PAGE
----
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Grant to search for more efficient way to make cancer-fighting drugs

Pacific Yew tree bark.
Taxol, an anti-cancer chemotherapy drug, is produced naturally in the bark of Pacific Yew trees (photo-Western Yew bark - Newhalem River trail- by

PULLMAN, Wash.– A Washington State University researcher is part of a $4 million effort to develop a better way to produce taxol, an anti‑cancer chemotherapy drug that was discovered in the bark of Pacific Yew trees.

Taxol is used to treat a variety of cancers, from breast to ovarian to bladder to prostate and more.

It used to be harvested directly from trees by stripping their bark. But harvests weren’t done sustainably and many of the trees died. Currently, the drug is made by extracting taxol from Yew tree cell cultures grown in a laboratory.

This process is time consuming and expensive.

To address this challenge, an international group of scientists, including WSU’s Mark Lange, received the $4 million grant from the National Center for Complementary and Integrative Health, part of the National Institutes of Health, to work on developing a better way to produce taxol.

A researcher harvests Taxol from a pacific yew tree.
Taxol, a cancer drug from the bark of the Pacific yew tree, expands treatment options for patients with breast and ovarian cancers (Photo courtesy of National Cancer Institute).

They plan to put a variety of genes that aid in making taxol in plants, like tobacco, and microbes, like baker’s yeast, so that these engineered plants and microbes produce taxol like yew trees.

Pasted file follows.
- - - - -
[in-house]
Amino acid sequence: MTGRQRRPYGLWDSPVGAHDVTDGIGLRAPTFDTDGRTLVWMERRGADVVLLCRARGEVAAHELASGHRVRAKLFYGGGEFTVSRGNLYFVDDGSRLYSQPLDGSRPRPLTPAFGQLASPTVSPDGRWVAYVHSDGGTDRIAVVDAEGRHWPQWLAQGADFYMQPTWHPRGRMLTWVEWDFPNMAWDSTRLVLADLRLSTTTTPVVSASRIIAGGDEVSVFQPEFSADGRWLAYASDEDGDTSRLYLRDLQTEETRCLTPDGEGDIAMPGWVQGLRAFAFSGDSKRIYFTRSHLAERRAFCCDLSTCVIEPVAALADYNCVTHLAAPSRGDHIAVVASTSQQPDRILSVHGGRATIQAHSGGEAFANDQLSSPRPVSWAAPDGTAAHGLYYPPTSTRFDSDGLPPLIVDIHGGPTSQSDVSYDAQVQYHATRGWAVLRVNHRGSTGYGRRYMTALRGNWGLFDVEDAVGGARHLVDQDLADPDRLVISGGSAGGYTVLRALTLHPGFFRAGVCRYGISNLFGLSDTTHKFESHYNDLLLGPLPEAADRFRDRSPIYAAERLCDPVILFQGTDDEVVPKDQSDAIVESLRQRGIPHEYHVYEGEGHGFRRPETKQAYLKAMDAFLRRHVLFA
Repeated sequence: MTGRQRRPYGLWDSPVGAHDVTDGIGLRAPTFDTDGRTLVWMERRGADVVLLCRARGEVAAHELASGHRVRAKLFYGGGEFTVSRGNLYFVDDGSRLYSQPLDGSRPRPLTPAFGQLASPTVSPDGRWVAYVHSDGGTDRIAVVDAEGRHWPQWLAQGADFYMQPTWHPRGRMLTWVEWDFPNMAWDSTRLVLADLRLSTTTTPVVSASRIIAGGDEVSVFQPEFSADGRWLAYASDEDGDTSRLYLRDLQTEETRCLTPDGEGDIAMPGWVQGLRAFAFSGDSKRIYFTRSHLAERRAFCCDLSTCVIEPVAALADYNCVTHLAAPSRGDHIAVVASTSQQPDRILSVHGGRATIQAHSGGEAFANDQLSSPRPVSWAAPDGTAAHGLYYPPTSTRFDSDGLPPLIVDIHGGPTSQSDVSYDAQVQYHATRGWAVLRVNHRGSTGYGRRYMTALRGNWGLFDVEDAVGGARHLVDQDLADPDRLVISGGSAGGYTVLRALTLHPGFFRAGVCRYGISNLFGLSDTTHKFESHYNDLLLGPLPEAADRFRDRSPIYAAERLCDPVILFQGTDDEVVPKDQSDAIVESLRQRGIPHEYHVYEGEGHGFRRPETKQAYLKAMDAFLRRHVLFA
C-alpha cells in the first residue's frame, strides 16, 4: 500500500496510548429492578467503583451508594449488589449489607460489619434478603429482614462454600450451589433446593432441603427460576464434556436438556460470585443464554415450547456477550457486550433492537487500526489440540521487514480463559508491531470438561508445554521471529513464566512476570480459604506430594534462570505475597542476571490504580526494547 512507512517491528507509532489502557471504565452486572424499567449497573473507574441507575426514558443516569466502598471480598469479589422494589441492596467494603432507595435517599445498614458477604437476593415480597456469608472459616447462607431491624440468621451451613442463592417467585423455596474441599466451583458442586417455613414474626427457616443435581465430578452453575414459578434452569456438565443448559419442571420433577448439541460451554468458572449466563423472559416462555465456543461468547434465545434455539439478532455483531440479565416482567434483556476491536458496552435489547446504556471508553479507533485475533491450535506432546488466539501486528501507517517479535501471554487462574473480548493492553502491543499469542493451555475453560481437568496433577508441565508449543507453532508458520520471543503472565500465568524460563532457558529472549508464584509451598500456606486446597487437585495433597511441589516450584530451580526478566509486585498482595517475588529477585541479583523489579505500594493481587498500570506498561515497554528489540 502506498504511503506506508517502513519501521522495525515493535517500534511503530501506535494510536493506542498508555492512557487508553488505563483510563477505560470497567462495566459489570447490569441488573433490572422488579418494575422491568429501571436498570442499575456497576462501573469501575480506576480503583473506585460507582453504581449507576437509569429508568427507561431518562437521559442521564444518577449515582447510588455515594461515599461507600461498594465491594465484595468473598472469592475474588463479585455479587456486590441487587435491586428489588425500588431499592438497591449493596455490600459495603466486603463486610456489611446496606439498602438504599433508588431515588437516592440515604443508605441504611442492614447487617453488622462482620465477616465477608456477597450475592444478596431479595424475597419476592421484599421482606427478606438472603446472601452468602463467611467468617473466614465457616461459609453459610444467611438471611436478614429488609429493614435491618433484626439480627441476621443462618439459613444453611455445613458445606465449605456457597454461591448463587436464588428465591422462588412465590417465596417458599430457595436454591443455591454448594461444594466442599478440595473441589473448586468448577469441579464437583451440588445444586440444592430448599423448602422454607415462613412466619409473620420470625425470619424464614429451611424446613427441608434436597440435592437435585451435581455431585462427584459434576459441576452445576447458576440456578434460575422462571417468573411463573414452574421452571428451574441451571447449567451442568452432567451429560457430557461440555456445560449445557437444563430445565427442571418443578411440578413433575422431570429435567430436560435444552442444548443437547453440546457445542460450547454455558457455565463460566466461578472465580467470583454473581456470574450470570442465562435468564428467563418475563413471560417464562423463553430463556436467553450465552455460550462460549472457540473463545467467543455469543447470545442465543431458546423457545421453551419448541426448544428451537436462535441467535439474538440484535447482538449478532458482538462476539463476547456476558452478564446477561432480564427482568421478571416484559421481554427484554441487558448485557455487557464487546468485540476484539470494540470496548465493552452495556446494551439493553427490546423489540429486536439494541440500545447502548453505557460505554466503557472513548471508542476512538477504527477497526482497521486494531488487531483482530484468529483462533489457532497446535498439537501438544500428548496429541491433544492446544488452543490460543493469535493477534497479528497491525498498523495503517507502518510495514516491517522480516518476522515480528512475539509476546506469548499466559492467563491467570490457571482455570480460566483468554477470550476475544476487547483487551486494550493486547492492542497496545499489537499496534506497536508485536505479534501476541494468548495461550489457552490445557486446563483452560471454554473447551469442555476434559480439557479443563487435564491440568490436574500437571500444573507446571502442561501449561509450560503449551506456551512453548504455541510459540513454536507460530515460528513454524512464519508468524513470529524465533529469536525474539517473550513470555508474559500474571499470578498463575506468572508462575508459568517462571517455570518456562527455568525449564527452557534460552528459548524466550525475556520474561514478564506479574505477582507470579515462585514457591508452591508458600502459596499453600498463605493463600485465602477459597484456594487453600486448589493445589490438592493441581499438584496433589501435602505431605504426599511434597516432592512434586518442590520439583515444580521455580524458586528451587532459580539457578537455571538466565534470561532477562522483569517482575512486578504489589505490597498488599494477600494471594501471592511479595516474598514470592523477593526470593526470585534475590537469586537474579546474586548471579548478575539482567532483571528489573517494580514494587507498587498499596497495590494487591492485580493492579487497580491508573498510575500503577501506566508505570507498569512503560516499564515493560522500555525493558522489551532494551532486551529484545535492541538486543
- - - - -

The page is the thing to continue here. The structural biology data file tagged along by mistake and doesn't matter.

“You take a larger number of genes and in lots of combinations to give you the information of how a pathway operates,” Lange said.

Once scientists find out how the pathway operates, they hope to identify the most efficient way taxol is made and focus on that.

All this work requires a large team, including a Stanford University engineer, biologists from the University of California system and the John Innes Centre in the UK, and Lange and his team. The WSU part of the grant involves further developing a database to quickly identify potential intermediates of taxol biosynthesis using searches against existing spectral records for tens of thousands of natural products, to see if something they find is new or not.

There are nearly 1,000 known taxanes, a family of chemical compounds of which taxol is one.

Closeup of Mark Lange.
Mark Lange

“There’s a lot of diversity amongst the enzymes involved in the biosynthesis of taxanes, so going through all the knowledge we have can take time,” Lange said. “Luckily our database cuts down on that search time.”

The work will likely take many years, but if the team is successful, they could have a huge impact on lives around the world.

“We’re looking for ways to make it easier and cheaper to fight cancer,” Lange said. “And we’ve got a very knowledgeable team to take on this task.”

Lange previously received a grant from USDA’s National Institute of Food and Agriculture (NIFA) that provided early discoveries that led to this larger study.

Media contact:

  • Mark Lange, WSU Institute of Biological Chemistry, 509‑335‑3794,

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